Many people love to say “I wish I knew that before I started getting credit”. What exactly do they wish they knew? Well, they wish they knew how expensive and life changing mishandling their credit would become. Your credit rating takes into account your entire credit history, and it takes a long time for negative items to roll off. That means that missing a mortgage payment three years ago may be the reason you are paying a higher interest rate on your new car today, or worse yet, why you were declined for credit.
When you get approved for your first loan, typically a personal loan or a credit card, you will get inundated with offers for other credit cards or loans. To many people in their late teens or early twenties, this seems like a source of freedom. This excess credit will help subsidize their income and allow them to live a lifestyle that they shouldn’t be able to afford. It starts with $1,000 here, and then can easily grow to $10,000 of credit card debt, a $20,000 car loan, $40,000 of student loans, and a $300,000 mortgage on a home that is underwater. The minimum monthly payments on these combine loans may be more than some families make on a monthly basis.
Over the past decade, the answer was to borrow your way out of debt. Simply refinance your mortgage or tap into home equity on your home that just doubled in value. Consolidating your debt seemed like something that made sense as it lowered your payment, reduced your collective interest rate, and afforded you a potential tax deduction with the increased home interest payments. The problem was that consumers were just kicking the can down the road. Debt has a way to continue to grow, and eventually it will lead to your inability to make your payments on a timely basis. When that happens, your credit score will drop drastically, and you will be left with a mountain of debt and no way to borrow your way out.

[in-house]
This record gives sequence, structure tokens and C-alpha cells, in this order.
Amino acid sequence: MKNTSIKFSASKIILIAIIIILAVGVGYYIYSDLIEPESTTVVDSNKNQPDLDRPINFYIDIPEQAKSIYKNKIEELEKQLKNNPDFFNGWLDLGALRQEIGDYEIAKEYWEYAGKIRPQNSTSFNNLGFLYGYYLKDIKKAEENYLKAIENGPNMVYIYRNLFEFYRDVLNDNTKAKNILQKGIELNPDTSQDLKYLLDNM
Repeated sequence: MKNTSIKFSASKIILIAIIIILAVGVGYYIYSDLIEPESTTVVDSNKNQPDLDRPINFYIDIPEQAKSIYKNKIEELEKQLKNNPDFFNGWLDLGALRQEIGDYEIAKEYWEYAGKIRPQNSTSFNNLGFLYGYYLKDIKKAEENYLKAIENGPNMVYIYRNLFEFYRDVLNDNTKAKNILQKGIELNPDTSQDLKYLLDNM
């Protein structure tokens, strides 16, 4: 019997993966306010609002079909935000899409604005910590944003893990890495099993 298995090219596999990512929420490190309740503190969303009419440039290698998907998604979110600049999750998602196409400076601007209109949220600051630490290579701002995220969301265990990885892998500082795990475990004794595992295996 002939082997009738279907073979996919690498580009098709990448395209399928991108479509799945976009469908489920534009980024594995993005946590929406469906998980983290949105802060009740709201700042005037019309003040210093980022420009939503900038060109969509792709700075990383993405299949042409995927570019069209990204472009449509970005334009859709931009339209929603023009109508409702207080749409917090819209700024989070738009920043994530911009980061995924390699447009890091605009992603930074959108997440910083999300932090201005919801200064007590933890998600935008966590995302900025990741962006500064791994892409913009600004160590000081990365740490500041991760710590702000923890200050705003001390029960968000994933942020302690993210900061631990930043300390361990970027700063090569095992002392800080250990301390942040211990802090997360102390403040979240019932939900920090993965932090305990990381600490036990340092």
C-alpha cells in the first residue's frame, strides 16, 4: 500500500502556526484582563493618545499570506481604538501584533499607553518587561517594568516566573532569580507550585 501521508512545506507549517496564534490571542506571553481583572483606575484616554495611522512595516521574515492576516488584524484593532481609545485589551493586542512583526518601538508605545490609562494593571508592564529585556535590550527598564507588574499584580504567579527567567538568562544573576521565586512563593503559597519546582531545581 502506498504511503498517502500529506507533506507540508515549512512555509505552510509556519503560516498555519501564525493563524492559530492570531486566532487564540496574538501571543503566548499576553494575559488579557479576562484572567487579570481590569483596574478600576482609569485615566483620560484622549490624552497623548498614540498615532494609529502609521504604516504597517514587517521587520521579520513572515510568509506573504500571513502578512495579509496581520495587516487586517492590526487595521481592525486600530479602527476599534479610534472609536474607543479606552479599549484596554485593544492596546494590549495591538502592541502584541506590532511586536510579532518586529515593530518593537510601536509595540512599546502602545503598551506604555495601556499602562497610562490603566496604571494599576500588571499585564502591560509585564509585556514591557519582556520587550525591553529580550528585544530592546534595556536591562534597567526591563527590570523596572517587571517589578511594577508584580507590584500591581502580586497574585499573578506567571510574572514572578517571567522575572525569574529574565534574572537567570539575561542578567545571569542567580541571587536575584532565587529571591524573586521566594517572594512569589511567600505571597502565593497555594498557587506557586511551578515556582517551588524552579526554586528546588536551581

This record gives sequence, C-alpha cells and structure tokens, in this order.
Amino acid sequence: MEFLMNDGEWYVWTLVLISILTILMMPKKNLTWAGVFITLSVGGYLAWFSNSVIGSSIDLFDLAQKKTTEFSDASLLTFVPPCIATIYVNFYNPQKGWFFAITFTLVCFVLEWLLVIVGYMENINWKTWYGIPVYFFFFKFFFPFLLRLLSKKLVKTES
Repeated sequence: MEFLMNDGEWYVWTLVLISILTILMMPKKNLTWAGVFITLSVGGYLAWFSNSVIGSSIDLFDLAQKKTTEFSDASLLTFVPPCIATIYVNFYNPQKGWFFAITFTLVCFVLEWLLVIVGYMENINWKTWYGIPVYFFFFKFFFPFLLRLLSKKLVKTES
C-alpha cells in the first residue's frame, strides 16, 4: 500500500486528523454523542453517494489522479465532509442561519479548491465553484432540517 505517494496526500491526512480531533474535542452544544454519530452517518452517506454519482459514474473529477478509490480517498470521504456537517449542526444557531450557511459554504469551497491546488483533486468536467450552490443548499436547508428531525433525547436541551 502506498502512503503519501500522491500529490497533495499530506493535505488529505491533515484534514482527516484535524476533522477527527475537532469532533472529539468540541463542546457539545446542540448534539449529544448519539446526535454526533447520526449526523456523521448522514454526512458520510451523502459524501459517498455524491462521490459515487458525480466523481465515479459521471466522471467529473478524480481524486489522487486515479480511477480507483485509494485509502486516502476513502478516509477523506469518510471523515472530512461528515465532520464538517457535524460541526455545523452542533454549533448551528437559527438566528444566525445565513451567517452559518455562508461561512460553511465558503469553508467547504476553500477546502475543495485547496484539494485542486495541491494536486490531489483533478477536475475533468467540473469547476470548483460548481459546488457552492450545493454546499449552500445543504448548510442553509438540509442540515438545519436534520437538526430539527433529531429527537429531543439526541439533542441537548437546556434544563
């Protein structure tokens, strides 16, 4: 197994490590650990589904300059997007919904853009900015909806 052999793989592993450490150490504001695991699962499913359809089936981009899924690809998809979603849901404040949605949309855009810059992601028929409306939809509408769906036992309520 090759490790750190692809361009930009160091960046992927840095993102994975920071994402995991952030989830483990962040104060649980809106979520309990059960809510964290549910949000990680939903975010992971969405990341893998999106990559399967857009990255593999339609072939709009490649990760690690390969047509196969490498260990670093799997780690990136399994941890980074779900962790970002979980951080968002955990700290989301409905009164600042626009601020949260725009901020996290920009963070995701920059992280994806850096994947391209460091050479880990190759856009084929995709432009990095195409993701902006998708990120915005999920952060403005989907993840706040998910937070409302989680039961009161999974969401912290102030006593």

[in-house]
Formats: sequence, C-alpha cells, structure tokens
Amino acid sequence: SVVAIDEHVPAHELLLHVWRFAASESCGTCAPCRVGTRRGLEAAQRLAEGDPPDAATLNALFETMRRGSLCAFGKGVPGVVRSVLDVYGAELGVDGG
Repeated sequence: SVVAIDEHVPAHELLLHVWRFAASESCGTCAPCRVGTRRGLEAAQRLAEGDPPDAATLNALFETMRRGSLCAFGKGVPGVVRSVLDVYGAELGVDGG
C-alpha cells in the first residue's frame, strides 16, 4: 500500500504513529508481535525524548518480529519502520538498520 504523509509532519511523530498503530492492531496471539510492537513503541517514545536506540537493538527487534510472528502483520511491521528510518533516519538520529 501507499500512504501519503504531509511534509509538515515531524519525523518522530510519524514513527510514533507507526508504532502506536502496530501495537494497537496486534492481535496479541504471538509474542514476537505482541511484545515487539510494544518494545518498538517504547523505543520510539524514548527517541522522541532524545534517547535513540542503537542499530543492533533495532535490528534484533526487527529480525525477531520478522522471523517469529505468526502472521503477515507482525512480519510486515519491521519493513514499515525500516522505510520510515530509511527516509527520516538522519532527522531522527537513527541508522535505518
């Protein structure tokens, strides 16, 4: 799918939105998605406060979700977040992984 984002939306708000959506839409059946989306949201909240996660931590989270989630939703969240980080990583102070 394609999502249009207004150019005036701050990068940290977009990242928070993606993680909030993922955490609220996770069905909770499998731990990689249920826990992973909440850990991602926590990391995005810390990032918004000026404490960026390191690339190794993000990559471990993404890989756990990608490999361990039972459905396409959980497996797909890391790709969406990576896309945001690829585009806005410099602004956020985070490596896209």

Even if you didn’t amass a mountain of debt, but only missed a few payments, that’s no big deal, right? Well, it’s definitely not the end of the world, but it will mean that your world is more expensive from now on. If you have anything less than an excellent credit rating, anyone who will loan money to you will want to ensure that they are adequately compensating for the risk they have lending to you. In other words, if everyone with a credit score identical to yours has a default rate of 10%, then that means the lender has to assume that you have a 10% chance of defaulting on your loan. If everyone with a credit score 50 points higher than yours has a 5% chance of defaulting, then that applicant has a lower chance of defaulting.
In plain English, the lower your credit score, the more likely you are to not pay your loan back fully. The lender is then taking a risk to lend to you, and as such, they will only do so at a higher interest rate.